I’d be interested in hearing details of some of the situations in which you saw that higher-level depositors got more than 100K. I know there wasn’t any option for the FSLIC to decide “we’ll be nice and give them all their money even though they have too much”. The only situation in which I can see that happening is if the bank is purchased by another financial institution, rather than being shut down / paid out. We loved P&As (Purchase and Assumptions) because they meant a HELL of a lot less work and stress. One such bank didn’t get a P&A offer until Sunday - 2 days after the bank had been shuttered. There was much joy. Typically when this happens, no depositor loses any money.
Anyway - that’s not germane to the OP, so I apologize for the hijack. The only comment I have for the OP was that originally, the limit was much lower than 100K - I remember when I was a child, it was only 40K. It hasn’t, as noted, been raised from the 100K in a very very long time.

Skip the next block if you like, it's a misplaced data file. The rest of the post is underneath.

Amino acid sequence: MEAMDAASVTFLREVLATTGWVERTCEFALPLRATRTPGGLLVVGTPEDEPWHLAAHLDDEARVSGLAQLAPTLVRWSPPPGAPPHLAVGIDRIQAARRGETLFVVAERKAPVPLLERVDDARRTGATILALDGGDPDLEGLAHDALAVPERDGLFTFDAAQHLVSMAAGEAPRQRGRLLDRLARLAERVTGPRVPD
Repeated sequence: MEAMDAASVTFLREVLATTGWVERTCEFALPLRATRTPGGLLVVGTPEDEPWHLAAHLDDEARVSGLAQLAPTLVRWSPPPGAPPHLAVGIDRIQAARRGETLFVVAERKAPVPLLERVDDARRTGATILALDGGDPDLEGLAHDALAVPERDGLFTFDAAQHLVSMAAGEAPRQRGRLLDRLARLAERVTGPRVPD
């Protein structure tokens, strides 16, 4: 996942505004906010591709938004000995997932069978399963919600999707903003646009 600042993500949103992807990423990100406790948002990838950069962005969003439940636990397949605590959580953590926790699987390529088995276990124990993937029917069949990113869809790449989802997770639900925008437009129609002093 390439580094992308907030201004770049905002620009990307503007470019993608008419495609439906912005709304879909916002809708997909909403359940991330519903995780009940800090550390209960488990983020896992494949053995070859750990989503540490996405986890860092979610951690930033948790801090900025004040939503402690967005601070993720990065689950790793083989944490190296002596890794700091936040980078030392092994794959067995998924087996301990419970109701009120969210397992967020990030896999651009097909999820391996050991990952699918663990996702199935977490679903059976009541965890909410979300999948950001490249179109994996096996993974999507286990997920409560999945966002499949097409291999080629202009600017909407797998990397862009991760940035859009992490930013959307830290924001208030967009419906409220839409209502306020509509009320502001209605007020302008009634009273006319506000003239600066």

The FDIC insurance, as implied, is a relic from the days when only a tiny sliver of the richest Americans held investments in anything other than a bank.
The vast majority of American wealth today is held almost anywhere other than a bank savings account: CDs, stocks, mutual funds, hedge funds, REITs, bonds. There’s a million and one ways to put money to use, and almost every single one of them pays higher interest (or dividends) in the long term than a bank savings account.
The financial world has changed so much that there is no incentive at all for the government to encourage people to put money into a savings account. Money placed almost anywhere else is more valuable, in that it gets applied to create more wealth in better fashion. Raising the limit on FDIC insurance would be counterproductive for the economy, and would be of value to only a tiny minority of insecure investors.
IOW, nobody does it because it’s a bad idea overall.
I was told it was partially to force large investors to split up their holdings, the idea being that otherwise, investors would invest everything in the highest-paying bank out there, causing banks to invest in riskier propositions in order to attract more high-scale business, thus making for more spectacular failures.